I'll offer my two cents:Whether you're looking at weight or aero benefit, any individual piece of equipment matters very little unless, as a racer, you're at the pointy end of the curve…and not just relative to yourself, I mean in absolute terms. If you're debating how to make your equipment setup lighter to improve your performance, you should already be really light yourself and be doing the types of events where that benefit is the crucial difference. If you're a 62kg rider with a legit threshold and pop people up climbs, it's reasonable to be a bit of a weight weenie. But for people into the working person's weight ranges and FTP, you are unlikely to see a big difference in performance by looking for really light options. And if you're riding at that level, you're probably paying for your own equipment, so unless you have truly disposable income, reliability is much more important. Aero benefit is similar. You have to be hitting speeds where you are actually going to notice the benefit, and be in the wind yourself for a lot of it…the mythical breakaway artist (they do exist). For most people, this is more likely than benefitting from light equipment, but still most riders are not pulling in a difference in performance that is make or break based on their setup. Aero is certainly faster, but if the group ride is 2 hours at 35kph, there's almost nothing in it. So, again, you're incurring expense and potentially sacrificing safety for not a lot of bang for your buck. Reliability would seem more important. But if you're in the wind at crit nats, ride the 808's!I think the most important aspect in a set of wheels is that the hubs are reliable and serviceable, they brake well, and aren't super heavy. If you're paying for your own equipment, you're more than likely in the group where safety and reliability will contribute more to your enjoying the equipment than any minuscule performance benefit might. Buy things that last and you can beat up, and ride as much as life permits. I almost forgot: It helps massively if the wheels look bling, too.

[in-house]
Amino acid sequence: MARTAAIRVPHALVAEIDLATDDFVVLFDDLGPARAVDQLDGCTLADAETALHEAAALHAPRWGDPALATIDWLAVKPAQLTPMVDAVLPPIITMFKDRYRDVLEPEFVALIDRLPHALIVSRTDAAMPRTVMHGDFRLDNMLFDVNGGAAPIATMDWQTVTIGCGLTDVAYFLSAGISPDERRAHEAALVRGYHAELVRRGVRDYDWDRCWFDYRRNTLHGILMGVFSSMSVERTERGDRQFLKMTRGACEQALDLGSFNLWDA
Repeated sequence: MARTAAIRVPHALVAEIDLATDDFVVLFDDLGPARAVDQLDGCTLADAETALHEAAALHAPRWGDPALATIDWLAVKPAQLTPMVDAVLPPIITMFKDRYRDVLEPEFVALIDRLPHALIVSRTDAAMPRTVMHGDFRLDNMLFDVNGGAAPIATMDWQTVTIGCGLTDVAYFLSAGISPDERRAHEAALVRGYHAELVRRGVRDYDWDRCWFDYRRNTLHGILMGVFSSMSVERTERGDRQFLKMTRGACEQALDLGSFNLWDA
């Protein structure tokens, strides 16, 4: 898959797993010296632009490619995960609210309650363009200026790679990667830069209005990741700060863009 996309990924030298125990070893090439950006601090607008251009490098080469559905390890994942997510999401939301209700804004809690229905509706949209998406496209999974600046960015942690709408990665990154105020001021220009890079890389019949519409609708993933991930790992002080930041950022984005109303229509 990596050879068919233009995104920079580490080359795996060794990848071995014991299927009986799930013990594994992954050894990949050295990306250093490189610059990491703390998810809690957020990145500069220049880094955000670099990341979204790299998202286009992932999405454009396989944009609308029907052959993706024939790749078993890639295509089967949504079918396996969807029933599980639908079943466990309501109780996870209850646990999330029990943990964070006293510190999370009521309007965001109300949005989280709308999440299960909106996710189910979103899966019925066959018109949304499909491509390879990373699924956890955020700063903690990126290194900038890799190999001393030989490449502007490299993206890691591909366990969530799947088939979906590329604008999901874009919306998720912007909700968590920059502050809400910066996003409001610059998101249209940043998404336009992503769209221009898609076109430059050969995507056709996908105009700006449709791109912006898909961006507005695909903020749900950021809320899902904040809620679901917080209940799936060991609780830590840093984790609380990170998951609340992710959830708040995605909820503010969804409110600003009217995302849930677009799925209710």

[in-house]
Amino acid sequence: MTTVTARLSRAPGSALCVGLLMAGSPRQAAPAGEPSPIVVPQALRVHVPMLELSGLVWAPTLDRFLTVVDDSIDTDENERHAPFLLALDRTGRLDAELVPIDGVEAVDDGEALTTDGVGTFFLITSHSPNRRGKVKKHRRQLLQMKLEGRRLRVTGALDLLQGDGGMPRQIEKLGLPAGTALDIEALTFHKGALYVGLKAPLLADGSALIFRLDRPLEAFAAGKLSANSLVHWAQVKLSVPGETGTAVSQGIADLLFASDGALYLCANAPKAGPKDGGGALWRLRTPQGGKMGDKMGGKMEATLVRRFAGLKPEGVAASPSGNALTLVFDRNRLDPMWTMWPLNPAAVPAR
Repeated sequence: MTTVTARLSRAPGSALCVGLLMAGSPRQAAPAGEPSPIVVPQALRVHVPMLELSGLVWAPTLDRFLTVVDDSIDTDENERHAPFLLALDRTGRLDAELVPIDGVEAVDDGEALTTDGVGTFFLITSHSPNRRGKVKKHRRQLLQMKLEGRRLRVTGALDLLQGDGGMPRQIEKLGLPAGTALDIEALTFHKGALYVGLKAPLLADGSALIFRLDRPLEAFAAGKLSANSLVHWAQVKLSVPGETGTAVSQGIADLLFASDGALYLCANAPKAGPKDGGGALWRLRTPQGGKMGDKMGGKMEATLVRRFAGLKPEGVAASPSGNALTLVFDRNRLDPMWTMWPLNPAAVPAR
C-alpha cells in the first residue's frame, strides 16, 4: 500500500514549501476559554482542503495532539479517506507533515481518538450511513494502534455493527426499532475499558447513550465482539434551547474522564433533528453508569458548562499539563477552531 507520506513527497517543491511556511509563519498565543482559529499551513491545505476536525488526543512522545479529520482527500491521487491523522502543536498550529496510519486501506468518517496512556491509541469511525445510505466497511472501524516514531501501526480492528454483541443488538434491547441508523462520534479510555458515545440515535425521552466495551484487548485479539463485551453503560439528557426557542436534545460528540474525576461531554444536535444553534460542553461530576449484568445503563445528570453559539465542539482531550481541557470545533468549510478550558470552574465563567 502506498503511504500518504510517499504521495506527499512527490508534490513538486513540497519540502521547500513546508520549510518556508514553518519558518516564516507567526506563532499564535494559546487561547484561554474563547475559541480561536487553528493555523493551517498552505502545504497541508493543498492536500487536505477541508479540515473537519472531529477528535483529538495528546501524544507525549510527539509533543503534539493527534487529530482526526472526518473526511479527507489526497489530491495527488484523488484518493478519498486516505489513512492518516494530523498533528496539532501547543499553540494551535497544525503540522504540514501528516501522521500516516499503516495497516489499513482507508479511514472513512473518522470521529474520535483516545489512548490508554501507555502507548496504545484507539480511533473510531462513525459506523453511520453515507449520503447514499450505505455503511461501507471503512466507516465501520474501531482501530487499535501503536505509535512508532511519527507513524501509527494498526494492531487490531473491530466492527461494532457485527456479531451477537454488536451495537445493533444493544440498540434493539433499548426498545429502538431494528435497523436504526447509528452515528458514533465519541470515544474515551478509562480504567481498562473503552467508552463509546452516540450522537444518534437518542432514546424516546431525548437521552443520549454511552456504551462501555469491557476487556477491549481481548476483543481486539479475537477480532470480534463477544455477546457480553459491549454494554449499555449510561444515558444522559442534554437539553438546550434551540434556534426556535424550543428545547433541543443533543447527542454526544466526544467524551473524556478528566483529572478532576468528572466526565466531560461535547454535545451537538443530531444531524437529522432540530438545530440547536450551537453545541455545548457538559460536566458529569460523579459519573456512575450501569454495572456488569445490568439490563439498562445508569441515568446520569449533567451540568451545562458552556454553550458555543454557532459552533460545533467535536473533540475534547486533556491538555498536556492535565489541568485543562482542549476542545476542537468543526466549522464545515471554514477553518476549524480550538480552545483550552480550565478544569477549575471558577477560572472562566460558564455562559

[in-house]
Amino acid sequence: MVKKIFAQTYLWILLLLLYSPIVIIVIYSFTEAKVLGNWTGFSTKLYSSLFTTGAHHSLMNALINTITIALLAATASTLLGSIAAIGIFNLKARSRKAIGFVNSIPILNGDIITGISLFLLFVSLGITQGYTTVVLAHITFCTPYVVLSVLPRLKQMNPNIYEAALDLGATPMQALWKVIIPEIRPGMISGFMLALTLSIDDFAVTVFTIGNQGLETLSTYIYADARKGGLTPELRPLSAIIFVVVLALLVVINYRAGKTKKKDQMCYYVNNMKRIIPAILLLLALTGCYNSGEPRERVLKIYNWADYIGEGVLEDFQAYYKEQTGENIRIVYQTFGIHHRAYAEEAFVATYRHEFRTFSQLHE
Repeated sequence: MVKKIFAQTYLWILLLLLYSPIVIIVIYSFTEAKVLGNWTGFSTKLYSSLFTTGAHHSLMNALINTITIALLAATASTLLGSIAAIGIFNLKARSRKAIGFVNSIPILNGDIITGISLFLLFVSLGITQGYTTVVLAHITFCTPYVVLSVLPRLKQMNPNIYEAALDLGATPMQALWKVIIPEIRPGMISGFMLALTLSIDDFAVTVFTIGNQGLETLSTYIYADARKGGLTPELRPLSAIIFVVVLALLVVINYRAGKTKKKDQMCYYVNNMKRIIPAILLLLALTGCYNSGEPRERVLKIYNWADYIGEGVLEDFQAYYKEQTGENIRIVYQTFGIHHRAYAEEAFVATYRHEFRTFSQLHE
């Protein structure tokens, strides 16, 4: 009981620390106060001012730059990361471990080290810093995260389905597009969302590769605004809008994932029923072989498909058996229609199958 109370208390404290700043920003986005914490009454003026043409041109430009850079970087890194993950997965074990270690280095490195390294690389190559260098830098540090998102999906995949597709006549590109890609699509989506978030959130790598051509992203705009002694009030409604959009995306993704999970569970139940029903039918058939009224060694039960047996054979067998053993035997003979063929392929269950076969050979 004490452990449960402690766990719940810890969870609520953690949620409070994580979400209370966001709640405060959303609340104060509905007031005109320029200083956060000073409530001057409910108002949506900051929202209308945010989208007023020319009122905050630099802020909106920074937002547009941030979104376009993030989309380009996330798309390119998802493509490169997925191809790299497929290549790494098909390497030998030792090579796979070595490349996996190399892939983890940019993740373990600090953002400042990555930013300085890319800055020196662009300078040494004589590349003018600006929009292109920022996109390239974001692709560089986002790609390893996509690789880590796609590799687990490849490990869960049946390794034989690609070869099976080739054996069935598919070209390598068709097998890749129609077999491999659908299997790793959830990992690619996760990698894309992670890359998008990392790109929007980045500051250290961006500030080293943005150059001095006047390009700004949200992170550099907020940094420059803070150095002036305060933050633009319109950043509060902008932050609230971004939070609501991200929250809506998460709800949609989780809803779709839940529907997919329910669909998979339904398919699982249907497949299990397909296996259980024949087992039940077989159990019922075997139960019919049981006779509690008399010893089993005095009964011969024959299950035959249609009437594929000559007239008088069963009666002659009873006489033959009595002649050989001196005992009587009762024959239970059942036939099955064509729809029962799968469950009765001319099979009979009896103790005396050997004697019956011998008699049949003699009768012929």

• dave on

    How do you think they get the data that says you can gain 1mph from a set of wheels? (just kidding). (for the most part).

  • Joe Bond on

    It would be kind of hilarious to wind tunnel test the wheels on a Walmart road bike shaped object.